We didn’t want that to happen again so a new terrazo-like floor was proposed. We had to raise $3500.00 dollars for the new floor and, that summer, it was installed so that the snow hauling was no longer needed. Ice could be made whenever you wished. Dr.Patchell, Earl Elliot and Ken Knox were on the committee to raise the money. Again, The Lions Club helped by donating $2000.00. More money was sought from donors. Board minutes of June 17, 1964 show that the new floor cost council only $158.42.

This floor was of a quality that would withstand roller skating. We held a huge walkathon and raised enough money to buy roller skates and shelving. This program started the next summer and ran for several more summers.
Next fall the ice was made right after the Fair. Ice was scraped by players pushing shovels, round and round the rink, after each game.
Very few people know that Ludwig Lahnsteiner, with help from Howard Heacock, built a tractor scraper and spent countless hours after the skaters were gone trying to get it to work properly. He would bring the tractor scraper from his garage to the arena about 11 p.m. but couldn’t get it to scrape properly.
Finally, Ludwig gave up as the ice was going out. It was April! The Arena Committee then bought a tractor and scraper in Paris, Ontario.
Minor Hockey was growing into more teams and bigger leagues. John L. Coe was a force in getting team sponsors. He sought enough money to build a drying room for sweaters and with volunteer carpenters and masons, built that room free of cost to the arena. It is now the referees’ room.
Elmvale was regarded as a great active hockey town and families who love hockey wanted to move to this area. You could live in a 10 mile radius of Elmvale and qualify to play OMHA HOCKEY.
Figure Skating too, was getting more enrolment. Our skating stars were shining. Recreational hockey leagues, too, kept the arena open late into the night. All went relatively smoothly until March 1975, when a tractor, being refuelled caught on fire. The fire spread to the roof, shutting down the building for over a year. It cost well over $150,000.00 as new trusses and a steel roof were a necessary part of the rebuilding. (See the following pictures of the arena that were taken after the 1975 fire.)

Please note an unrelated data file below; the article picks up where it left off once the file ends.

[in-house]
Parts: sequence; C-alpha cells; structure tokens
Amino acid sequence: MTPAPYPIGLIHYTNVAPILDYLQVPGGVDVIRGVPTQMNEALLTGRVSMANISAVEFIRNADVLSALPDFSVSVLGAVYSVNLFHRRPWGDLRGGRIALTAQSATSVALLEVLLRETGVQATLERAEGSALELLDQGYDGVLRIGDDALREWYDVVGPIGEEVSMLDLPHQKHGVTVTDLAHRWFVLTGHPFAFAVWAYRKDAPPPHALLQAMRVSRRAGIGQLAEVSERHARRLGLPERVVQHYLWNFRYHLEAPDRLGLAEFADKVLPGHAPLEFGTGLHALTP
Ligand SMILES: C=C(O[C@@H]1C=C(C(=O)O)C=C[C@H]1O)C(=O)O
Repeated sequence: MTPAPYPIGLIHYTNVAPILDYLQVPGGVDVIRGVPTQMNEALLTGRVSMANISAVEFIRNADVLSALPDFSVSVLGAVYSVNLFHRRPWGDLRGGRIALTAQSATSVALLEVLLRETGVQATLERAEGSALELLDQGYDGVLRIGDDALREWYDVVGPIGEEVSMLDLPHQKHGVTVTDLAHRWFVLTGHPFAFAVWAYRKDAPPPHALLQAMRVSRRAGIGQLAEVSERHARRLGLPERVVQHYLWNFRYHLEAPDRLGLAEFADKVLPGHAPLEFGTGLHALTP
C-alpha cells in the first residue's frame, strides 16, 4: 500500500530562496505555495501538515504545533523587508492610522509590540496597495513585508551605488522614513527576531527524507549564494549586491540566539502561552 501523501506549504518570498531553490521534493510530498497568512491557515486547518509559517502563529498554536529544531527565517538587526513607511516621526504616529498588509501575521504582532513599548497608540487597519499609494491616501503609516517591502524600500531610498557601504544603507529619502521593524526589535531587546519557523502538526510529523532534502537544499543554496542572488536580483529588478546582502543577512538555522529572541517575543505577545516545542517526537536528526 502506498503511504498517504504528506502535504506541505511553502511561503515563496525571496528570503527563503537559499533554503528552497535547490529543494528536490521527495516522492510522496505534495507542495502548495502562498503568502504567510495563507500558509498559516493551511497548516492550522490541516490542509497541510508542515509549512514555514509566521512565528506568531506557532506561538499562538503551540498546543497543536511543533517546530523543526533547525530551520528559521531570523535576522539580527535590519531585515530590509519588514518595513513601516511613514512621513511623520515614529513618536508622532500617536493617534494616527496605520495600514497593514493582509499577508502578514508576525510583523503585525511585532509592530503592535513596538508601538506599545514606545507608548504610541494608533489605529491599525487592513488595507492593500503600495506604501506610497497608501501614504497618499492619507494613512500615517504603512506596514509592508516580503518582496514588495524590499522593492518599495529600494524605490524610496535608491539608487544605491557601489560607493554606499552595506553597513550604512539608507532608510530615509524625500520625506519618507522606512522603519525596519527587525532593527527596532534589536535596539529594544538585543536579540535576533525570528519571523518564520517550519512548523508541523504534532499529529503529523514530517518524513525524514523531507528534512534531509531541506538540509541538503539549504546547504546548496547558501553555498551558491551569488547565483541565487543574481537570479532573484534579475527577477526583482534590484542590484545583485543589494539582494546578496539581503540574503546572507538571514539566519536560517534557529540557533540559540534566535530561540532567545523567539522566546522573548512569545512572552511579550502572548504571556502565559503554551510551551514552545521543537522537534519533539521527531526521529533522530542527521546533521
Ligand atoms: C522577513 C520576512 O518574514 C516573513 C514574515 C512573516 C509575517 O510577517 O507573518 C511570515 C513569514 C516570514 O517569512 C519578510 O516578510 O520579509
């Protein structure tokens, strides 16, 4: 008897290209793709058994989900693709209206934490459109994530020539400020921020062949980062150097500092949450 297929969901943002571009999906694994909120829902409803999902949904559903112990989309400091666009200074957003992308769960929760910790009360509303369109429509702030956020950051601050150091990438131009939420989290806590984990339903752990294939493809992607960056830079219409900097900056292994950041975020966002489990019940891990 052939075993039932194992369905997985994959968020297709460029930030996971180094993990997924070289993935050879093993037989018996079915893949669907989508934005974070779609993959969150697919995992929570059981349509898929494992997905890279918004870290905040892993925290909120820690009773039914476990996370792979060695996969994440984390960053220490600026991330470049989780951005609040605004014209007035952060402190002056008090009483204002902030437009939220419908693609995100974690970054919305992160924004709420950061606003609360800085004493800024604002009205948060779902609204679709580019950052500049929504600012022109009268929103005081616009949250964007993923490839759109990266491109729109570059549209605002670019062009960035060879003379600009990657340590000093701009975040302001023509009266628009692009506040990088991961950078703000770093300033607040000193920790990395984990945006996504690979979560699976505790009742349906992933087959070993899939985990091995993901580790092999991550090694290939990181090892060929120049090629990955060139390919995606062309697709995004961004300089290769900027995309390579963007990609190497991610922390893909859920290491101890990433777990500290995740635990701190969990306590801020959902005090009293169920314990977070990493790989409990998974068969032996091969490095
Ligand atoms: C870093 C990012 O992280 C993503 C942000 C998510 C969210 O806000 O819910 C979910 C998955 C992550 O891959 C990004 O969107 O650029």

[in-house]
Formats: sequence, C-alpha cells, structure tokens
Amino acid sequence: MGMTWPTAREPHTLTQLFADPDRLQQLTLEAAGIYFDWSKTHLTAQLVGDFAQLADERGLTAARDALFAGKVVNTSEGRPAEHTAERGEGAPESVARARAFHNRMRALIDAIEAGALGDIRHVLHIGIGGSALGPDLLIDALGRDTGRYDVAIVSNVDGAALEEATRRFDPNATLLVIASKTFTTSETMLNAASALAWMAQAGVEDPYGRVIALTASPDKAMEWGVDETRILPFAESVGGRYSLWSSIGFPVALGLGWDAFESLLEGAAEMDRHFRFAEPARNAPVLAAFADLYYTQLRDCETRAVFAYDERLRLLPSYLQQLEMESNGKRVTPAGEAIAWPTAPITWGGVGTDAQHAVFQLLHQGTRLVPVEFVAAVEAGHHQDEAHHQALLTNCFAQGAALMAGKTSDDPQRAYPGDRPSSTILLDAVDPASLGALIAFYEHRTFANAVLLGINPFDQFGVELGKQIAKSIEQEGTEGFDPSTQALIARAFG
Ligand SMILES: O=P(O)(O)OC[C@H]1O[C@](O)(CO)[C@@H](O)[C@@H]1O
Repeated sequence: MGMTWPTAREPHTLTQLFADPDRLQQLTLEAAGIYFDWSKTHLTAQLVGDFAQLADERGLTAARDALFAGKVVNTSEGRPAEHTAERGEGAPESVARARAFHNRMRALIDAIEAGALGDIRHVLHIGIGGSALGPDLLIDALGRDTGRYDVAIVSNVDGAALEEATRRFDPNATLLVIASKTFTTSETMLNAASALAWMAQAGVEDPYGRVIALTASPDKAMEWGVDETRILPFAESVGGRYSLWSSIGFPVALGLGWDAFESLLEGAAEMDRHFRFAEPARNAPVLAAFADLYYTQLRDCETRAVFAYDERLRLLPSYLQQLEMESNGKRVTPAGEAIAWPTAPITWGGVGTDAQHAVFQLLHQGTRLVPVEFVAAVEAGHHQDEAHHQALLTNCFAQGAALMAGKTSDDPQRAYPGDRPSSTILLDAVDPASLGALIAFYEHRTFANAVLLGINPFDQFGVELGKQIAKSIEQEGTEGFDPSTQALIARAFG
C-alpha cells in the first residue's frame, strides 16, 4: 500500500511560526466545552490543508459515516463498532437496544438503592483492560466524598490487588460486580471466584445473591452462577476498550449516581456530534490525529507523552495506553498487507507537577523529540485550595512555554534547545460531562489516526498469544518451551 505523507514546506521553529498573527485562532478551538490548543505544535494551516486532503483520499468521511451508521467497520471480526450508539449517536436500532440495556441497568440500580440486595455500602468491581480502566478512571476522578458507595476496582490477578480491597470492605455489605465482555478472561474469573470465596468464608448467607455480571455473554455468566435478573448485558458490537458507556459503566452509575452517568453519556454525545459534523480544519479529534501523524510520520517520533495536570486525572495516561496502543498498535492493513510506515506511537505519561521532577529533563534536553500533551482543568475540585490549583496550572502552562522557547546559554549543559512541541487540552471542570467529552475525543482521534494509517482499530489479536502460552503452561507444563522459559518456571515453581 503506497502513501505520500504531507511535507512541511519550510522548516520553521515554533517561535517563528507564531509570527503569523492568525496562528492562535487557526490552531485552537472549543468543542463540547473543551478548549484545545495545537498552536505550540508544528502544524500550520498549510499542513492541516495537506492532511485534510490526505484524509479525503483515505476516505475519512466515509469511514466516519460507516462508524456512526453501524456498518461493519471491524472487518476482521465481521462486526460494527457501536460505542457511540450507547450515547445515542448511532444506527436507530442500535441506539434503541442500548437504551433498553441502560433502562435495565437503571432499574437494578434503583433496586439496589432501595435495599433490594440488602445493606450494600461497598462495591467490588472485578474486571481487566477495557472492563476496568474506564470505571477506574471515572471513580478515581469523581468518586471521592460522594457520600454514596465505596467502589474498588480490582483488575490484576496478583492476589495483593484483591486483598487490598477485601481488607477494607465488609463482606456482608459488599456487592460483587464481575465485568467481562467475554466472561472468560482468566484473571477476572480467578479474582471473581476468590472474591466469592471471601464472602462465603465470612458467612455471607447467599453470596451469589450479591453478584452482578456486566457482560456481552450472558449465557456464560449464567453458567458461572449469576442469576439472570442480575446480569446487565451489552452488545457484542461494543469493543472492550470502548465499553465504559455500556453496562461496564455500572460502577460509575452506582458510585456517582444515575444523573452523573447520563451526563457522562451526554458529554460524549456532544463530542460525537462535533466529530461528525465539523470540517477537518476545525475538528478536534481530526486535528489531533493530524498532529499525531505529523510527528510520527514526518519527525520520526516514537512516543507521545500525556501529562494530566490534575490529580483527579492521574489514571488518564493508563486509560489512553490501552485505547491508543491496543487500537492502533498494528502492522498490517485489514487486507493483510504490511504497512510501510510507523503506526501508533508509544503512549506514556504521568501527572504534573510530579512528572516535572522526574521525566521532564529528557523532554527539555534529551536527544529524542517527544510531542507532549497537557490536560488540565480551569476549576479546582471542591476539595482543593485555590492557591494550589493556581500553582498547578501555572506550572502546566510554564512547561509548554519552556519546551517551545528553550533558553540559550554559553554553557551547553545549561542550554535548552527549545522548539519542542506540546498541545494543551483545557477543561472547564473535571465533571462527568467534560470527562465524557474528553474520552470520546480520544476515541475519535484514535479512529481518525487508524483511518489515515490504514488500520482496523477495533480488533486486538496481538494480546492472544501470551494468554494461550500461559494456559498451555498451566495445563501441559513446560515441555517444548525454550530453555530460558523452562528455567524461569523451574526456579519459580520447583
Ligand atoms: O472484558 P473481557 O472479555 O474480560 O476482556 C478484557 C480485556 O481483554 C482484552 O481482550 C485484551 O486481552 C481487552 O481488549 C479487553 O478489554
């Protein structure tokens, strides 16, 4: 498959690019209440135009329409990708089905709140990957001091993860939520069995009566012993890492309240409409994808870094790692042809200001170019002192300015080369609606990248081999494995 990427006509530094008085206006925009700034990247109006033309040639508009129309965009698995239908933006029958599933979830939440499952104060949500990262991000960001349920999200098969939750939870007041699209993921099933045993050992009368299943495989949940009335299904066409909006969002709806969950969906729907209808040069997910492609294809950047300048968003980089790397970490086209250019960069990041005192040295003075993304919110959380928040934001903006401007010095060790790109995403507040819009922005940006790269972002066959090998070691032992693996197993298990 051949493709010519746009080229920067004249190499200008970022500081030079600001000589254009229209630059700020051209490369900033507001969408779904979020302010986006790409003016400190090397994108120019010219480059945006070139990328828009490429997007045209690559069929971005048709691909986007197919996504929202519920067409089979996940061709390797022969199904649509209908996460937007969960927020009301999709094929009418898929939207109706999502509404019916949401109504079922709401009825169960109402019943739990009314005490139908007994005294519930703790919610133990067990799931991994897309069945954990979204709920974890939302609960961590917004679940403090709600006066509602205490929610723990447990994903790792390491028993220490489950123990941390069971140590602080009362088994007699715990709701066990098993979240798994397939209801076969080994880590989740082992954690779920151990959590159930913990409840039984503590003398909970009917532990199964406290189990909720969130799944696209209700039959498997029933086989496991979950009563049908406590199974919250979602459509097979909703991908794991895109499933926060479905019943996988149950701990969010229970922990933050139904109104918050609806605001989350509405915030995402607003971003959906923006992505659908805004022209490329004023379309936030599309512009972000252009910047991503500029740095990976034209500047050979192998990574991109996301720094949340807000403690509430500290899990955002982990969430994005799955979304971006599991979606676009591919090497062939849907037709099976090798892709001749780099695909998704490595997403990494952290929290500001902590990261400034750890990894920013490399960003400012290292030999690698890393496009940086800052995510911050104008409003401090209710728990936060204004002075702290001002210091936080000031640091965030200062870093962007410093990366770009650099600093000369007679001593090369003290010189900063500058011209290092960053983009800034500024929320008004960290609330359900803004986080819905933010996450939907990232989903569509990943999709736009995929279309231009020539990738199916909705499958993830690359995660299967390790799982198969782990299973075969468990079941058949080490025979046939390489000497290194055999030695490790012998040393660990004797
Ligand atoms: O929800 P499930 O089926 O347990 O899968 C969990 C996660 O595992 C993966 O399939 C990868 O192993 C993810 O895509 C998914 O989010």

curling

AFTER THE ELMVALE ARENA FIRE IN 1975
John L Coe brought a proposal to The Arena Board that was accepted in 1976. It was to buy concrete seating taken out of the Old Barrie Arena and have it installed in the Elmvale Arena. The cost was $28,000 and John L was instrumental in collecting the $28,000 to pay for it. Percy Frankcom supervised the whole seating project and installation of new boards around the ice surface. Rounder corners were made for safety. All of this was labour intensive and volunteers were sought to help. Now they were ready for the Fair! (The Fair had to be cancelled in 1975)
Money was always scarce. Arena maintenance and energy was and is costly. New sewers were installed at a high cost. The Board of Governors felt that costs needed to be spread out over all the surrounding municipalities in a fairer way. Each municipality, including Tiny and Vespra, Flos and Elmvale plus, the Lions Club, Minor Hockey and Figure Skating all had representatives appointed. Also, there were four other groups to total 11 that were making decisions and determining who pays what and when.
The new Governors, in 1977 decided to build a new front entrance at an approximate cost of $9,000.00. In 1978, about $20,000.00 was spent on upgrades to the tractor room, dressing rooms, ice surface boards and corners, the replacement of the compressor and the pouring of a cement slab on the east side of the arena to avoid roof splash washouts. The arena was in good shape now.
In 1993, Government Safety Inspectors deemed the roof unsafe for the snowload and a major rebuild was required. George Allen and Gloria Woods headed up the fundraising committee and raised the required $560,000.00. The Ontario Government provided the other half. More dressing rooms were added as well as office space, an elevator and more.
It is interesting that this rebuilding project coincided with the inauguration of Springwater Township in 1994.The operation of the arena was now included in Springwater Parks and Recreation responsibilities and remains as such.
I hope this article is useful to those who might have wondered how and when the Elmvale Arena Got Built.At least,this my understanding of it.